seoul’s gyeongbokgung palace

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In the center of the city of Seoul, just steps from the opera house and U.S. Embassy, can be found one of the most important ancient sites the city has to offer: the Gyeongbokgung Palace. The palace was originally constructed in 1395, and the name translates as the “palace greatly blessed by heaven.” It served as the main palace for the Joseon Dynasty for more than five hundred years.

With a view of Mount Bugaksan in the distance, the immense size of the palace speaks to its importance as the center of dynastic life. For hundreds of years after its completion, the palace was expanded to almost five hundred separate structures. However during one of many Japanese invasions in 1592 it was set on fire and destroyed. It was left abandoned until 1867 when a restoration was begun. However, again in 1911, the Japanese occupied Korea and the palace, a symbol of Korean national sovereignty, was again threatened. The land it stood upon was seized by the Japanese government, and in 1915 the Japanese led a razing campaign and destroyed ninety percent of the buildings. Soon thereafter, the remaining ten percent were destroyed.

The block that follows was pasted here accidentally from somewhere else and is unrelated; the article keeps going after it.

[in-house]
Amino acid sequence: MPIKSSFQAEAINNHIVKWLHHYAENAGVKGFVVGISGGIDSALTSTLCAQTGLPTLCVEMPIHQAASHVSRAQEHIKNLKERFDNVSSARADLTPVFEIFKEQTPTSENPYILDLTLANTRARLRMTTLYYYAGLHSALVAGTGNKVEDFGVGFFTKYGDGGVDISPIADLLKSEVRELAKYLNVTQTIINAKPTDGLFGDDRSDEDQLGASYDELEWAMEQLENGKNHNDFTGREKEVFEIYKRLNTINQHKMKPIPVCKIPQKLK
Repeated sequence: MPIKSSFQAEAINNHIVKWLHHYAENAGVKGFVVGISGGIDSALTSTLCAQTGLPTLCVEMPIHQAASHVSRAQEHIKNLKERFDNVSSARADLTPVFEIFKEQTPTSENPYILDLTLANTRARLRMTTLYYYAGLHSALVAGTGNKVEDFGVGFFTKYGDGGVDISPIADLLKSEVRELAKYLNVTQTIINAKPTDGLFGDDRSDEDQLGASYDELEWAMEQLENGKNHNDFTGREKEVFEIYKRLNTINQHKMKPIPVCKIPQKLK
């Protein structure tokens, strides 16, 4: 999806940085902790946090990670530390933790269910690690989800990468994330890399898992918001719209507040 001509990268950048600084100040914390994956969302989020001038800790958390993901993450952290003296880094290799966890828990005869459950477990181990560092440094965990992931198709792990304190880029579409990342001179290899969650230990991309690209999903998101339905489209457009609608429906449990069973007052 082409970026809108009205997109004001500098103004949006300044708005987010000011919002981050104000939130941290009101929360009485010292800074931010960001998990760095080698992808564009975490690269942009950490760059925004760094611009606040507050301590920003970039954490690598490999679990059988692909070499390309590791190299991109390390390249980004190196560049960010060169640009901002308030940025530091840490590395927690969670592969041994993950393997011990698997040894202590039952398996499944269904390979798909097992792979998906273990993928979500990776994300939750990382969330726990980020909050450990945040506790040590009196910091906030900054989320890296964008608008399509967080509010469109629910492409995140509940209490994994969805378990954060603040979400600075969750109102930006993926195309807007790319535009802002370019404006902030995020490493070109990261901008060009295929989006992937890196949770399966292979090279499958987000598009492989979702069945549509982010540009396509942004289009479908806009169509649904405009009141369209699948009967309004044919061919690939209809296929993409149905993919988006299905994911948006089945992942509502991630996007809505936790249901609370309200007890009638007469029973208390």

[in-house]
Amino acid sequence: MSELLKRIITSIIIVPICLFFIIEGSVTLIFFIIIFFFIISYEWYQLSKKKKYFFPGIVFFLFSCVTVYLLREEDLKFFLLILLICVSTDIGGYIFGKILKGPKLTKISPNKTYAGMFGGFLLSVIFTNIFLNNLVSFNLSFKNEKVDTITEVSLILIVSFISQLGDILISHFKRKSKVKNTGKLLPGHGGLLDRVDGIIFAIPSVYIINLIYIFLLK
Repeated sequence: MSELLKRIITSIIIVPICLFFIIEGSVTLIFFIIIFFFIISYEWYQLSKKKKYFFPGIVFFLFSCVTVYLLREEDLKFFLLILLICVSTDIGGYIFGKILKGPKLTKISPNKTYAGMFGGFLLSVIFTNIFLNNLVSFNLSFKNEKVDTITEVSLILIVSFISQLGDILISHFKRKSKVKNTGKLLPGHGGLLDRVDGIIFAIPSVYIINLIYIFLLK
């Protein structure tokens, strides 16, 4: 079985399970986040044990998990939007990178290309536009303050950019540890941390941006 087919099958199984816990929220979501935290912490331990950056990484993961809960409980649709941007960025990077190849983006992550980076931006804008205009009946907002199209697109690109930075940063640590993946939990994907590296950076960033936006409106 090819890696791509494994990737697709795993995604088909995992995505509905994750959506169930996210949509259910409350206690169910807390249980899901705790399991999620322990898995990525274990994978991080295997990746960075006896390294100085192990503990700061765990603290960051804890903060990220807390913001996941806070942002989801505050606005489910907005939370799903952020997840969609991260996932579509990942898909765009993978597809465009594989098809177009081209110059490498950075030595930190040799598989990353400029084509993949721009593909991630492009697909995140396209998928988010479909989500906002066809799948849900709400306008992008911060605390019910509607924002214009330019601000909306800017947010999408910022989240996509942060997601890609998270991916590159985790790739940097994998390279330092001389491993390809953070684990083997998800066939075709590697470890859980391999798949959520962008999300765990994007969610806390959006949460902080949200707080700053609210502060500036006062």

The 1926 Japanese colonial government building that was built on former palace lands was finally taken down in 1996, as it has only been since 1990 that a systematic restoration has been undertaken and important landmarks such as the main Gwanghwamun Gate have since been completely restored.

Highlights include the main throne hall of Gyeongbokgung where the King’s international affairs of state were conducted, the five meter high [16 feet] palace walls that extend to over 2400 meters [1.5 miles], the four main gates, the Sanjeongjeon hall where the King managed domestic affairs, and the Gangnyeongjeon, the King’s living quarters. One of the most impressive sights is the Gyeonghoeru Pavillion, the formal banquet hall that was at its peak of glory in the early to late fifteenth century.

While nothing remains of the original fourteenth century construction, the reconstructed palace and grounds offer visual insight into the opulence and importance of the Joseon Dynasty.

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